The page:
First of all, welcome to the T&TH forum. We're glad you're here and look forward to hearing more from you. This is a good place with helpful folks. Everyone has "favorites" or something that has worked for them, so you should get lots of good information. The good news is that there are many excellent choices.
Turkey hunting need not be a complicated sport. The main thing is to go out and enjoy your experience in the woods. Like any other sport, it's one that's learned over time spent in the woods and to some extent at the range, learning about your equipment and how it works for you.
Guns and turkey chokes are a couple of the favorite subjects here, closely followed by what shells go in those guns and through those turkey chokes.
It's hard to beat either a Remington 870 or a Mossberg 500 shotgun. Both are well made guns, have many options available for them and are very reasonably priced. The Benelli Nova and the Mossberg 835 are also excellent guns and if you found one that had a better price than the 870 or 500, it would be a good choice.
While there are those who really like single shot, single barreled guns, as I do, they would not be my first choice for a turkey gun. A second shot is sometimes necessary and it's good to have that option.
I'd try to shoulder as many of those guns as possible and see how they feel to you. The choice of a gun is a pretty personal thing and sometimes one of those guns will just feel better to you than another one.
I would suggest that you choose a gun with a 26" or longer barrel. It's just easier to get a gun with a barrel at least that long to get good patterns. That's not to say that a shorter barreled gun won't get good patterns or kill a turkey, it's just more of a challenge.
Some basics, after you've found your gun are a good "deep cleaning" of the barrel http://www.allaboutshooting.com "Cleaning a Shotgun Barrel"
and then clean the fire control unit (trigger group) since we're shooting a shotgun more like a rifle, you need a clean, crisp trigger pull.
A good after market turkey choke will help more than can be imagined, if you've not shot one. There are several good brands and a wide choice of exit diameters with those chokes. Exit diameter is really of less importance, in my experience, than the internal geometry of the choke.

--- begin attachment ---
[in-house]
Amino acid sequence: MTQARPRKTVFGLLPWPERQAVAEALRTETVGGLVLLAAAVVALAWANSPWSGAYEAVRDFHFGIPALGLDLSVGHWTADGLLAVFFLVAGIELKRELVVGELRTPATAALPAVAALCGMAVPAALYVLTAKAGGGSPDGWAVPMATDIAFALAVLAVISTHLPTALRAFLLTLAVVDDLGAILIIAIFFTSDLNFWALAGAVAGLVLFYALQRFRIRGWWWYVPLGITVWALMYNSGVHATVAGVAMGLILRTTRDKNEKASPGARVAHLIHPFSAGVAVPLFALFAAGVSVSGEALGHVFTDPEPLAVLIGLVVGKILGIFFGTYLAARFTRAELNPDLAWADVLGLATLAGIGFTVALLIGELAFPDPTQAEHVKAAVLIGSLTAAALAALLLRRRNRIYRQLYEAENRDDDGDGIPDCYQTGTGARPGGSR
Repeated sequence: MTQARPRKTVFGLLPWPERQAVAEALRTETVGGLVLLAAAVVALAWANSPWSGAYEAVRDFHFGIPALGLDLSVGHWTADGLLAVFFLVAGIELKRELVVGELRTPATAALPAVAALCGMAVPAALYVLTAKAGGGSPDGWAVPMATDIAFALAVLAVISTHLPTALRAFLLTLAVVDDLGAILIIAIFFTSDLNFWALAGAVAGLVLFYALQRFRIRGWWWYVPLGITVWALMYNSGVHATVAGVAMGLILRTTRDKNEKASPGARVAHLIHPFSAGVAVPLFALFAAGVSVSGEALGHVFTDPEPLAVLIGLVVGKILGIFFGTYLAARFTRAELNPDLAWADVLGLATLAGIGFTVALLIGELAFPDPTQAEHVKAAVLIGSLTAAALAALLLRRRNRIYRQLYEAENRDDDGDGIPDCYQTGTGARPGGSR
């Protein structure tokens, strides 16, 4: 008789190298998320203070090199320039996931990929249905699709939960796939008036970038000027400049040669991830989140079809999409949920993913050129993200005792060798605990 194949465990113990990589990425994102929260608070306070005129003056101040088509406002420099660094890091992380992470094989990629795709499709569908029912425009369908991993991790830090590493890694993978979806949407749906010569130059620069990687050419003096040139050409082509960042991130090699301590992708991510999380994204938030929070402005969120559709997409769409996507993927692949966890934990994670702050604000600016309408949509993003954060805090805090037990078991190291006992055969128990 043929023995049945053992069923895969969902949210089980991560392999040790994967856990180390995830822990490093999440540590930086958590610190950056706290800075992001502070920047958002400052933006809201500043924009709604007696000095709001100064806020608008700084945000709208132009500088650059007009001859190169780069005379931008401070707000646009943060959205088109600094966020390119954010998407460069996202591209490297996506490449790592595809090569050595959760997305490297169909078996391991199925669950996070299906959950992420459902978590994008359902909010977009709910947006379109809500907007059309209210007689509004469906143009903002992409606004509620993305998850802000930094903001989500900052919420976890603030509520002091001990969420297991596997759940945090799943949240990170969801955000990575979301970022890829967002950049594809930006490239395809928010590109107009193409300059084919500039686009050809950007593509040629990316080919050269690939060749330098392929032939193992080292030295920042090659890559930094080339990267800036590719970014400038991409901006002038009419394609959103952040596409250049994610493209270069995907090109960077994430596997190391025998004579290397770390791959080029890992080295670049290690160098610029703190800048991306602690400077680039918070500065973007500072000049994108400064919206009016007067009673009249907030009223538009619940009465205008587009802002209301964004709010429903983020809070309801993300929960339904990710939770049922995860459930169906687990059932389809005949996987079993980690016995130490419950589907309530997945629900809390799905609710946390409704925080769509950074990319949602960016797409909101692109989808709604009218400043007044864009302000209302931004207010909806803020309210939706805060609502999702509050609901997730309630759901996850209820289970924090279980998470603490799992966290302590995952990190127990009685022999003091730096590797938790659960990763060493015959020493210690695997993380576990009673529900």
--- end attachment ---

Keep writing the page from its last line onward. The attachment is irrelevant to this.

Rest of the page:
I try to shoot them all and have found that it's largely a matter of how much you want to spend. I have excellent results with and often recommend the SSX line of chokes. They are truly a premium quality choke with a very moderate price tag.
Shotshells vary widely in price and most turkey loads are either lead alloy or tungsten-based shot, like Hevi-Shot. My top choice in lead is the 3" Winchester High Velocity (HV) shell with 1.75 oz. of #6 shot. It's reasonably priced and has probably accounted for more dead turkeys than any other shell. My top choice in tungsten-based shot is the 3" Hevi-13 "Bronze" shell with 2 oz. of #6 shot. Either will kill turkeys when we do our part.
Lastly, range time is just very important with your turkey gun. Since we shoot that shotgun like a rifle, you need to see if you gun has the same Point of Aim (POA) and Point of Impact (POI) at ranges from 20 to 40 yards generally. If not, you may need to add some sights. Open sights like those made by Truglo or Williams work well and can get you on target.
Shooting at some "big paper" at least 3' x 3' will tell the tale on POA/POI issues. Shooting from a rest and then shooting from a turkey hunting seated position are best in my experience.
Please come back and I know everyone here will be of help to you.